On Windows, can I keep 2 versions of Hugo in different folders?

I have an older version of Hugo, in a folder, and some old projects built with it.

I want to start a new project with the current Hugo. Can I just make a new folder, install the current Hugo in there, then just “cd” into that new folder and run this new Hugo in there, and make new projects, all without disturbing my “old” Hugo / old projects?

(Eg if Hugo uses the Windows Registry, I imagine that would mean that the two versions interfered with each other?)

(By the way, I’m not a hard-core techie, just an ordinary “home website hacker”, so any “seriously tech workarounds” like “Install Docker” won’t be any use to me, unfortunately.)

Many TIA…

Hugo does not use the Windows Registry.

I don’t think there is a straightforward way to keep both Hugo versions on Windows and use them selectively since both binaries need to live in the Windows PATH to execute and there is bound to be conflict.

Perhaps someone else more knowledgeable with Windows, can offer further insights.

Stop thinking about “installing” into a directory. Download the “binary” for Windows of the version you like and put into a folder (there are zip files in the releases: Release v0.80.0 · gohugoio/hugo · GitHub). Then instead of running hugo server call hugo_0.80.0.exe or however you called the file. That should work. You could even add the hugo in the version you require for each project in the repo of said project and then run ./hugo server inside of that directory.

But me too :wink: no have Windows, I recently got my 16th years coin from Windows Anonymics :wink: On Linux it’s the way to go.

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I wish that was the case, but it is not. Not for a designer anyway.

Also the SSD management on Ubuntu sucks. I know so, because 3 years ago I got burnt badly.

Currently I have a Windows laptop (Dell E5500) I’m working on that also runs a Xubuntu 20.04 on VirtualBox. But I am so done with Windows and Dell at the moment and I am getting an M1 MacBook Pro, as soon as possible.

Been using MacOS on and off for design work since the late 90s and I’ve also done some Dev work with Hugo and Python on a Mac in 2018-19.

The Mac is preferable than both Windows and Linux, for Dev work also -as far as I am concerned-.

The Linux desktop is basically a beta for the Ubuntu / Red Hat Server Products, there are bugs from ages ago. Xubuntu 20.04 is better than 18.04 but just yesterday when I updated the Linux headers I got the lovely useless System Error from Apport again that I used to see every day when on Ubuntu 16.04 (no time to troubleshoot and I don’t really care as it runs on VirtualBox).

No. I am afraid that Linux is not the way. I would love it to be the way and I invested quite a bit of time learning Linux, but it is not. At least until Linux comes pre-installed in dedicated devices.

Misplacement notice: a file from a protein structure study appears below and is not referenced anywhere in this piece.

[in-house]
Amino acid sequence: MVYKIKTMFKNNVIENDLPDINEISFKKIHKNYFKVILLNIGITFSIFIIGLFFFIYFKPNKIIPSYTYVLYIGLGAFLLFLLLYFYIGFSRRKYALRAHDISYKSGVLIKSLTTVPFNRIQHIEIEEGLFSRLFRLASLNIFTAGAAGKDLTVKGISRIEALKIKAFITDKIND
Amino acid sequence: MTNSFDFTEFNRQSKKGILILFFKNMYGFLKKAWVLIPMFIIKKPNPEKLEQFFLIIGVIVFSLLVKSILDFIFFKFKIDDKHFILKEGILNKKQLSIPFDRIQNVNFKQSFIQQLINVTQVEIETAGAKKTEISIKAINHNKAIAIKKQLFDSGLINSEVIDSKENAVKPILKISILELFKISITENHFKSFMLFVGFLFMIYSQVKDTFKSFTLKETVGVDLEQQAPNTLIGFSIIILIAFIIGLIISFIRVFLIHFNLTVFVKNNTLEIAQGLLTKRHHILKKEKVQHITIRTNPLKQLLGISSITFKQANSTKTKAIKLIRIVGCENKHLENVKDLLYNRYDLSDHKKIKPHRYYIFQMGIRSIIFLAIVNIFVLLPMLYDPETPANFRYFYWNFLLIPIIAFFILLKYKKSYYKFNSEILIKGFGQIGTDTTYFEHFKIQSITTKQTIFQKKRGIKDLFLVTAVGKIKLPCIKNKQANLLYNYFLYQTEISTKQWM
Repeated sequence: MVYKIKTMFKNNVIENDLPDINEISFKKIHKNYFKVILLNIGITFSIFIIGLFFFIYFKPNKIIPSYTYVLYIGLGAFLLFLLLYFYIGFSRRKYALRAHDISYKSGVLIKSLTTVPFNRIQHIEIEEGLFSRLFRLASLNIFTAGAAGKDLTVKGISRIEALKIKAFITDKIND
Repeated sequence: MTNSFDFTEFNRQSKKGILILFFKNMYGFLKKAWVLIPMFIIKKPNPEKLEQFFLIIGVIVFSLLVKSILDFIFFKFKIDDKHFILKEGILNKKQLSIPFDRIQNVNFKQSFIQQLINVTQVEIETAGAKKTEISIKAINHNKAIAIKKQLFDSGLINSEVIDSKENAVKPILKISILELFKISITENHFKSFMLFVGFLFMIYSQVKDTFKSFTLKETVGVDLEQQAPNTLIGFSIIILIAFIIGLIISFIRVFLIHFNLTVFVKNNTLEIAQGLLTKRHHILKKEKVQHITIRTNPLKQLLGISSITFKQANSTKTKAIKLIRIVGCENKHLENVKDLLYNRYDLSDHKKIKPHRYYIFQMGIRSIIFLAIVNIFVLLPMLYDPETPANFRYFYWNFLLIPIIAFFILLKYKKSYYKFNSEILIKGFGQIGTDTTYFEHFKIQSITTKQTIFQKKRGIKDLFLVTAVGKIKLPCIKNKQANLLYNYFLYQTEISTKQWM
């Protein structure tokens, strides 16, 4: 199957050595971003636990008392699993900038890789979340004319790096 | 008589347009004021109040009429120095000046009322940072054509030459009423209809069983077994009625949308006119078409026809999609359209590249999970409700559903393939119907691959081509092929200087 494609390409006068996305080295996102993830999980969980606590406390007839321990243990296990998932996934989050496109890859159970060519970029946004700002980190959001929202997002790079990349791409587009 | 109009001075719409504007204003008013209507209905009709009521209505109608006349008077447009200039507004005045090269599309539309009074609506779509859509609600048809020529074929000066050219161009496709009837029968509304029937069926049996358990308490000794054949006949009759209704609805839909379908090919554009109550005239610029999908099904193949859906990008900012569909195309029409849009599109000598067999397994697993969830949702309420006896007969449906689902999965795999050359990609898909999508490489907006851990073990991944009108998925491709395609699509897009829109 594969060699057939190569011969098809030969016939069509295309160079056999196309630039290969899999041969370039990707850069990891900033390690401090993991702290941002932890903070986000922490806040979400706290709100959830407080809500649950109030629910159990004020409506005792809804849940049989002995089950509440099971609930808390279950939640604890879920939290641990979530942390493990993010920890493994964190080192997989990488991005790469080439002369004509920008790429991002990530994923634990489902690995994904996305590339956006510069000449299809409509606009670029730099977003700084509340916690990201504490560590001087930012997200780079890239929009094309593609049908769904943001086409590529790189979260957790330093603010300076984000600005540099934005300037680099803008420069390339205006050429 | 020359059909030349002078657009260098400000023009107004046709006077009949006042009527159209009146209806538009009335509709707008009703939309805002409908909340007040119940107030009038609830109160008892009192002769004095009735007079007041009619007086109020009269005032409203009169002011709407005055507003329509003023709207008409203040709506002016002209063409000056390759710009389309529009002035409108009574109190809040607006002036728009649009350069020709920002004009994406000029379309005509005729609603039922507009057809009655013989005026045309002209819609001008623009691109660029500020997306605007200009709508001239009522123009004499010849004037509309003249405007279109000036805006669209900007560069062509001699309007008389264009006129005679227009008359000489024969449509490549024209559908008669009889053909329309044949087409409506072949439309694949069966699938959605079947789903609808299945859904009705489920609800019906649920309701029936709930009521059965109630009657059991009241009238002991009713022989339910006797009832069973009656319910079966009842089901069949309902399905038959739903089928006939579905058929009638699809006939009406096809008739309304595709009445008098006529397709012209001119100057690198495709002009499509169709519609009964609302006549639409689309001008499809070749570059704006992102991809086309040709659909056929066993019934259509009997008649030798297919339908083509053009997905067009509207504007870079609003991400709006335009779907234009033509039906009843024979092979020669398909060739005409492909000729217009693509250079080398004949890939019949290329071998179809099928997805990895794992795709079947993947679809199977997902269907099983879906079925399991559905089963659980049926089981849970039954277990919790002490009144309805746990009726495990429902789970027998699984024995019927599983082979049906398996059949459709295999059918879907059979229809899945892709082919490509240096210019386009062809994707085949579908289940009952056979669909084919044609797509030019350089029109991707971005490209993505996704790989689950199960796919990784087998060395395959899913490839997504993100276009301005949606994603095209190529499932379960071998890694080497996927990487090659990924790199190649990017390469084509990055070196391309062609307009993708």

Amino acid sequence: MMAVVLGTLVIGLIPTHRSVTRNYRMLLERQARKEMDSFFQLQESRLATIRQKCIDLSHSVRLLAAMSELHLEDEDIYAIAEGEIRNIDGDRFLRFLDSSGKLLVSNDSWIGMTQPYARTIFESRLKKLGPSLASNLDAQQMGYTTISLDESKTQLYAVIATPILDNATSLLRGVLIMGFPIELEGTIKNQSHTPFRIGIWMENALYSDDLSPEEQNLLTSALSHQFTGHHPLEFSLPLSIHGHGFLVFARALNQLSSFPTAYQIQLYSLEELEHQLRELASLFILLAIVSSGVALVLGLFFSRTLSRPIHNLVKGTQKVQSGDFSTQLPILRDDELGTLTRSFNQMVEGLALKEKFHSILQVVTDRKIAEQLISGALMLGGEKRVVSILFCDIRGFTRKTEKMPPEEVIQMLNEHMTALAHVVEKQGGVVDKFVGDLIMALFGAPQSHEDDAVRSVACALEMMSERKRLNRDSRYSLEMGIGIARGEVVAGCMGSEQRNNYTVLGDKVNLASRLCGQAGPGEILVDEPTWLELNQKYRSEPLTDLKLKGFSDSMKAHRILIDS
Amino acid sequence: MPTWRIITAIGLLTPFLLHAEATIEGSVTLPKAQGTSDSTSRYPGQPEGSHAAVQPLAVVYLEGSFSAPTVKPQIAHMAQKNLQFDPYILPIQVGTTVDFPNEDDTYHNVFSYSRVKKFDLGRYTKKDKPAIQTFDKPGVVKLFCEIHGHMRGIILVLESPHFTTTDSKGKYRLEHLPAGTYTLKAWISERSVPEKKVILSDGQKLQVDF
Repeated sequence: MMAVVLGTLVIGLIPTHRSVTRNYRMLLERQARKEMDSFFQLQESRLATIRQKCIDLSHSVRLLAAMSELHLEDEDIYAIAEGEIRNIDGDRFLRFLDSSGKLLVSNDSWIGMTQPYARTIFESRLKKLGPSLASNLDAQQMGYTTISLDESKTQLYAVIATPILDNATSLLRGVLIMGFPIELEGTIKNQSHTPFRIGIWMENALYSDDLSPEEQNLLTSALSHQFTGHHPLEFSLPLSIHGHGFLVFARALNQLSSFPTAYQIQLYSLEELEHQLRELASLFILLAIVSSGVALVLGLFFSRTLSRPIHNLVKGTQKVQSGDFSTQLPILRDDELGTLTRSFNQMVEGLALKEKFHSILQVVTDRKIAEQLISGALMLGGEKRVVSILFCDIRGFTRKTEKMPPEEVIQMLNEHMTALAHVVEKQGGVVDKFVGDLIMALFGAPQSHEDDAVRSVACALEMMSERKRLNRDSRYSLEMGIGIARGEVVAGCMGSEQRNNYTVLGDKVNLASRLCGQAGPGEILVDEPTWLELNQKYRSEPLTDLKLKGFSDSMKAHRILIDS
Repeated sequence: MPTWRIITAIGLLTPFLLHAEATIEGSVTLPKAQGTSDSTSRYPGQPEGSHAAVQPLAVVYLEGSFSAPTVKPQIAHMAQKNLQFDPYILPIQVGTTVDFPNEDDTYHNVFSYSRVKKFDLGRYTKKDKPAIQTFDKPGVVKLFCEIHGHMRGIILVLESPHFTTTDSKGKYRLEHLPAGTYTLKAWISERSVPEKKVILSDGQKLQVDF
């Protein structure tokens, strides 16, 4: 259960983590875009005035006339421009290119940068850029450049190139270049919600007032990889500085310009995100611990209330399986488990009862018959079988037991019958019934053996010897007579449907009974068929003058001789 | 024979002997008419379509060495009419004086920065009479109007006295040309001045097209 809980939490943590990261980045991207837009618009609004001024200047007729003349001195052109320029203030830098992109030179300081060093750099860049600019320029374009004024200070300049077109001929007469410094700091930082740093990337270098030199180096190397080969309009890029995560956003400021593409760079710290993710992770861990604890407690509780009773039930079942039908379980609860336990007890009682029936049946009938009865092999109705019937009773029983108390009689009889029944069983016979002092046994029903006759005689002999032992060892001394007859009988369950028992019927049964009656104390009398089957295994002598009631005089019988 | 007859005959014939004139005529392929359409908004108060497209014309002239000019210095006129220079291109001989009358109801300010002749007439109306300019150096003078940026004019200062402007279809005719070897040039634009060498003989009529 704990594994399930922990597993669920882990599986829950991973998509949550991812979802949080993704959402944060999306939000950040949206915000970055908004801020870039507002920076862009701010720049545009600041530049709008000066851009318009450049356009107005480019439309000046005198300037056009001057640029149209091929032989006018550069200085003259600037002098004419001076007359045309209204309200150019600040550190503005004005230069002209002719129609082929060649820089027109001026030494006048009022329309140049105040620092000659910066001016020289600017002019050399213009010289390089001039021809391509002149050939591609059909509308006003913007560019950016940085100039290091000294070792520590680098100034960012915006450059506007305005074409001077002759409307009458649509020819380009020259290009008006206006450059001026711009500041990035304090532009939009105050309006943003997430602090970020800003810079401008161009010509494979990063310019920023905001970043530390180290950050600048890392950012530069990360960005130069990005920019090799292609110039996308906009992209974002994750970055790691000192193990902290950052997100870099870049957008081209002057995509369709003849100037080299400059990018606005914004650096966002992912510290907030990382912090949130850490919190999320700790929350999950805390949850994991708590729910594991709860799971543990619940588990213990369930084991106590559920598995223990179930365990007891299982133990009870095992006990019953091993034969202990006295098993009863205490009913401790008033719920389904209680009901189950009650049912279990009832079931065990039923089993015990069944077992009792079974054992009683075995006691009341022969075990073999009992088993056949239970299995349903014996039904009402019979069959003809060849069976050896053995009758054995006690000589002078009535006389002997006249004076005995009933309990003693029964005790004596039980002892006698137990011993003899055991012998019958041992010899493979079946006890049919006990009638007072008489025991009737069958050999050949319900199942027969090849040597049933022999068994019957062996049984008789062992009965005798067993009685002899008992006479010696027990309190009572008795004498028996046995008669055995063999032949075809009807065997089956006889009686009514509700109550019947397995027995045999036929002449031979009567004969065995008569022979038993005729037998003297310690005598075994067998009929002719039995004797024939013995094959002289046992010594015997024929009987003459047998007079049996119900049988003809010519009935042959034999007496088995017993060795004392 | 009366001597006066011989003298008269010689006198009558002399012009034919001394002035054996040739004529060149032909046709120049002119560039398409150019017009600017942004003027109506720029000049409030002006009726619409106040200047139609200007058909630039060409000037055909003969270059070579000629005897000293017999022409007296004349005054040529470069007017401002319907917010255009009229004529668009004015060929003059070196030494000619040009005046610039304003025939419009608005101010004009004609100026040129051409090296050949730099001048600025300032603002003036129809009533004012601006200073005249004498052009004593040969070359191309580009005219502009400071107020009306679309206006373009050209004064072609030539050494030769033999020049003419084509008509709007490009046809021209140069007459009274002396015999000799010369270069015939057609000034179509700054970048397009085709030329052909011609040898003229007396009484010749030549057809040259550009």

I know there are a few of these workstations/laptops around, but not available in my parts of the planet.

Also design work for print on Linux is basically impossible. Except for Krita and Inkscape and maybe a little bit of the GMIC filters in GIMP, a designer has to use MacOS for all the cool stuff and the stability.

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I moved everything “into the cloud”. Doing “design” by eye and pixelpushery. Yes, Mac is better for everything related to “real design”. I run, ehm, I think, Ubuntu 20.10 on all stations. I don’t care about the interface, because my programming environments are in JAVA and work everywhere. Everything else is online. I can see these things very abstract (think “Tron”).

Updates on Ubuntu are easy and never destroyed anything here. What destroyed things was this whole “Oh, let’s look if Mubuntu or Lubuntu is nicer” and then I ended up with issues :wink:

And Inkscape is great, once you decided for a format of measurement. For the weird stuff.

I recently got hold of a Windows 10 based all in one HP computer that teached me there is still hardware around, that works only on Windows, but for some years now Ubuntu is great for default hardwares.

But yes: Graphic Design? Use Mac. Music Design? Use Mac. Everything else, use something that is based on Debian or Ubunutu and looks good to your eyes. When I stopped customizing my computers I stopped “bricking” them.

Disclaimer: I don’t hate Windows, but I sleep much better since I stopped using it. Not religious about it. But also not remiscient :laughing: People still call my daily about how to fix things on Windows and I’ll fix them by hearing (there is a button saying this, it’s a blue screen with that).

Windows …

  • create a project directory for every Hugo project
  • copy latest hugo.exe in every of this directories
  • open command line in a directory and run Hugo, I created batch files (.cmd) to simplify it

Hugo does NOT look outside of this project tree

Sharing content - I make links like in Linux

sample startHugo.cmd

start explorer "http://localhost:1313/"
hugo server --watch -b http://localhost/  --noHTTPCache --navigateToChanged

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